Monthly Archives: February 2012

Searching for Colonel Brandon


Recently, the Universe sent me a message in the form of a book someone lent me out of the blue.  The book is titled, A JANE AUSTEN EDUCATION: HOW SIX NOVELS TAUGHT ME ABOUT LOVE, FRIENDSHIP, AND THE THINGS THAT REALLY MATTER by William Deresiewicz.  I greatly enjoyed this book because it combines a personal journey with interesting insights about Jane Austen novels and the life lessons therein.  I adore Austen’s work thus revisiting her stories and characters from a different perspective was a joyous experience in addition to re-enforcing some concepts about relationships that are still a bit new to me. (To see a review of the book click here.)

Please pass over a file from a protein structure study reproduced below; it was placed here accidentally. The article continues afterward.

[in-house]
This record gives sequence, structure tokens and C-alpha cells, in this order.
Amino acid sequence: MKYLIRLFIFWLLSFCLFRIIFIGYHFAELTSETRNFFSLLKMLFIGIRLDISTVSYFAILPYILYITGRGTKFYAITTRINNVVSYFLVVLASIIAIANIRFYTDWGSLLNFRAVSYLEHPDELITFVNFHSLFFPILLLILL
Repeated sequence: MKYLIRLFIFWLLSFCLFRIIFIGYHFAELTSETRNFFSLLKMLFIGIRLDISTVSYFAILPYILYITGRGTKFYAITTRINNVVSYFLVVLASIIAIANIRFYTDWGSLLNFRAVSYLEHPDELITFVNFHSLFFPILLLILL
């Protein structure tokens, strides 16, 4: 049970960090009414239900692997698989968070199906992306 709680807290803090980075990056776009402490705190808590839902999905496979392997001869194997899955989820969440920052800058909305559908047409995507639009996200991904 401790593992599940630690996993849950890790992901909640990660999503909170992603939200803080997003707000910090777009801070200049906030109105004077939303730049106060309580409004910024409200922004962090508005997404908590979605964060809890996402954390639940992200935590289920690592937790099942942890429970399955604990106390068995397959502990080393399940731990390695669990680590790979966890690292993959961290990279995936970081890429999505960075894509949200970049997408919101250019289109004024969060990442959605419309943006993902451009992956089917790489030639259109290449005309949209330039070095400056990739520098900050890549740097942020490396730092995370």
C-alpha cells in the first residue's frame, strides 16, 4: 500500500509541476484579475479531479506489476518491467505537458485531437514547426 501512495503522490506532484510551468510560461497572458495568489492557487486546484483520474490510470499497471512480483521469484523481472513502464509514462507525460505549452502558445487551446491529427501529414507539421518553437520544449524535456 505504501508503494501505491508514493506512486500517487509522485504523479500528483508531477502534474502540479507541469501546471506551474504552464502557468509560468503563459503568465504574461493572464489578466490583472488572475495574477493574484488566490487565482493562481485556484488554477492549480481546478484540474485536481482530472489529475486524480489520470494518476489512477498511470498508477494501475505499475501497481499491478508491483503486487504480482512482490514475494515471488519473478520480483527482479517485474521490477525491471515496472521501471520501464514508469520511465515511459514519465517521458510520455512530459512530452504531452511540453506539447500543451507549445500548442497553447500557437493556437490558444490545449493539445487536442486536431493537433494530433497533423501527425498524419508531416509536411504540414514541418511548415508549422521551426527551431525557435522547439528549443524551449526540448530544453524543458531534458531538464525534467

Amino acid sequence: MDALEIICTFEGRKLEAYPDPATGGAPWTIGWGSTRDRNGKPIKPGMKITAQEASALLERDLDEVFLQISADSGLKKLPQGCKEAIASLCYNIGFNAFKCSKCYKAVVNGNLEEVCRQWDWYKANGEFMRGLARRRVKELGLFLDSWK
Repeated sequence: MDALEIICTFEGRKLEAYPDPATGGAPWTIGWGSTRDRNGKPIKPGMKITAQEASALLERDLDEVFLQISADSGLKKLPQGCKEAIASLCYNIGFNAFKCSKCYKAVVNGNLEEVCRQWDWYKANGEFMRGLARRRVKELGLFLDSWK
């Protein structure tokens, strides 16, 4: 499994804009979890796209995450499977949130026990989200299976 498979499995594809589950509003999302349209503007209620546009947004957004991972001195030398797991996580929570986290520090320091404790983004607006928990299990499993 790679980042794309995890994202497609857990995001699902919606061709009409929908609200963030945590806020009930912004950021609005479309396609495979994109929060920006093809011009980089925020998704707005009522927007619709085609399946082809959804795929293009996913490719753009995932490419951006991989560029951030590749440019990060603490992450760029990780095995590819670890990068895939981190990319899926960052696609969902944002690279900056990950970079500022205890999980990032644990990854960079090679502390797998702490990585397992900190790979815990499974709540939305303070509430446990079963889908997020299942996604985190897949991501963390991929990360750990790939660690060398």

A few posts back I talked about a great article I read in Psychology Today  about finding a good mate via looking for certain characteristics and avoiding some major relationship blocking ones. (Click here to go to previous post titled, The Right Stuff.) One of the things that particularly struck me in Deresiewicz’s book were his theories that Jane Austen had similar thoughts.  In chapter six of A JANE AUSTEN EDUCATION, he talks about SENSE AND SENSIBILITY.  On the jacket cover he summarizes the chapter and the main lesson in the book with these words,

“A true lover is someone who is different from you and is wiling to challenge you. If your lover is just like you, then neither of you has anywhere to go.”